The Placebo Effect

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Topic 2: Placebo effect
The idea of the placebo effect
Placebo effect: Also called the placebo response. A remarkable phenomenon in which a placebo -- a fake treatment, an inactive substance like sugar, distilled water, or saline solution -- can sometimes improve a patient's condition simply because the person has the expectation that it will be helpful.
History of placebo effect
The first to recognize and demonstrate the placebo effect was English physician John Haygarth in 1799. He tested a popular medical treatment of his time, called "Perkins tractors", which were metal pointers supposedly able to 'draw out' disease. They were sold at the extremely high price of five guineas, and Haygarth set out to show that the high cost was unnecessary.
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The nocebo effect is the adverse reaction experienced by a patient who receives such a therapy. Conversely, a placebo is an inert substance or form of therapy that creates a beneficial response in a patient. The phenomenon by which a placebo creates a beneficial response is called the placebo effect. In contrast to the placebo effect, the nocebo effect is relatively obscure.
Both nocebo and placebo effects are presumably psychogenic. Rather than being caused by a biologically active component of the placebo, these reactions might result from a patient's expectations and perceptions of how the substance will affect them. Though they presumably originate from psychological sources, nocebo effects can be either psychological or physiological. Statistical effects like that of the law of large numbers have also been proposed as explanation for both placebo or nocebo
According to current pharmacological knowledge and the current understanding of cause and effect, a placebo contains no chemical (or any other agent) that could possibly cause any of the observed worsening in the subject's symptoms. Thus, any change for the worse must be due to some subjective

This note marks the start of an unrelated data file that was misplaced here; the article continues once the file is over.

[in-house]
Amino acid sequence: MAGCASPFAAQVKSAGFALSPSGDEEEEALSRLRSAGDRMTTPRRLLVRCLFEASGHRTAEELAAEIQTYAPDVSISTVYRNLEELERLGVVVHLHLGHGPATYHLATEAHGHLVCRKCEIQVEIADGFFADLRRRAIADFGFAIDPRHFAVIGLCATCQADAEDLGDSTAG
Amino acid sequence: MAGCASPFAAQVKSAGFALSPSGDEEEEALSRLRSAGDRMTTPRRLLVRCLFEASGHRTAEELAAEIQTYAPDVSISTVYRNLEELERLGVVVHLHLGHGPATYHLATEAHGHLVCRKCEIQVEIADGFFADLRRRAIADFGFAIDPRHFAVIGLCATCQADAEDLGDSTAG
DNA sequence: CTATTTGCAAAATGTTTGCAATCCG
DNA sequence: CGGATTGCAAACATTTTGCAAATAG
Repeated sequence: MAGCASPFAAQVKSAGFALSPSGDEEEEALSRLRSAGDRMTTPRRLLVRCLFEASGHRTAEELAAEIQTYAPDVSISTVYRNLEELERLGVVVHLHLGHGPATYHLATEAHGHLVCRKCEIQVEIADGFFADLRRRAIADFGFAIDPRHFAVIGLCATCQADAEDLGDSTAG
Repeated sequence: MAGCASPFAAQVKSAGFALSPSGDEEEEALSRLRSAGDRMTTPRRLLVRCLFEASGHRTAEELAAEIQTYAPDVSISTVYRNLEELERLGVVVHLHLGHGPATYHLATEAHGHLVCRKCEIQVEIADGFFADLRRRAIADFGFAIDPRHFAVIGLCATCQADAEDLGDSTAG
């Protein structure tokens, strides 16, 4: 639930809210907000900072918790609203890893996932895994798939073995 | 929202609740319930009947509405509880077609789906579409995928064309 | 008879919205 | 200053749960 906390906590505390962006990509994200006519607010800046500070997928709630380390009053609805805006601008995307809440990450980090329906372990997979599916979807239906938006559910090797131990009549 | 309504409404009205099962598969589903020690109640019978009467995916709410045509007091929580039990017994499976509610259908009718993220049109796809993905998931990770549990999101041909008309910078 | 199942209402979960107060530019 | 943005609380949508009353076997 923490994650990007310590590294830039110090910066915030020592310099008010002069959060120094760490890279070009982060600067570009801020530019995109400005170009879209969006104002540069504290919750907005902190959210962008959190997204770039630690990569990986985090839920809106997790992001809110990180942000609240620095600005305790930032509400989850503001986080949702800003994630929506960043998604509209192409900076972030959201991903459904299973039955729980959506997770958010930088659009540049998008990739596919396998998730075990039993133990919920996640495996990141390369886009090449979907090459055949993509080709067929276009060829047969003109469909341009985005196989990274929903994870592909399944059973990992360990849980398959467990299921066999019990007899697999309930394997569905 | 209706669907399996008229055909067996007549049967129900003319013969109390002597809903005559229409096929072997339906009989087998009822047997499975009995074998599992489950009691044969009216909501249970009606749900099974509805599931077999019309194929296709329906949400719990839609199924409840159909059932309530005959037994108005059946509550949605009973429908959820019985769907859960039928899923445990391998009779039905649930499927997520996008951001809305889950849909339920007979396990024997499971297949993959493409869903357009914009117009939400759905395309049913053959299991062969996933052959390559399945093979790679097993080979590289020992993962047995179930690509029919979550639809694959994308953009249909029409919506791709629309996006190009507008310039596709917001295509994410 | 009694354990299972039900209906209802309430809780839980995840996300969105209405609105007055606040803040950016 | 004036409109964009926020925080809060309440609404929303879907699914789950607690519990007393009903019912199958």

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The term "nocebo response" was coined in 1961 by Walter Kennedy (he actually spoke of a "nocebo reaction").
He had observed that another, entirely different and unrelated, and far more recent meaning of the term "placebo" was emerging into far more common usage in the technical literature (see homonym), namely that a "placebo response" (or "placebo reaction") was a "pleasant" response to a real or sham/dummy treatment (this new and entirely different usage was based on the Latin meaning of the word placebo, "I shall please").
Kennedy chose the Latin word nocebo ("I shall harm") because it was the opposite of the Latin word "placebo", and used it to denote the counterpart of the placebo response: namely, an "unpleasant" response to the application of real or sham treatment.
Kennedy very strongly emphasized that his specific usage of the term "nocebo" did not refer to "the iatrogenic action of drugs": in other words, according to Kennedy, there was no such thing as a "nocebo effect", there was only a "nocebo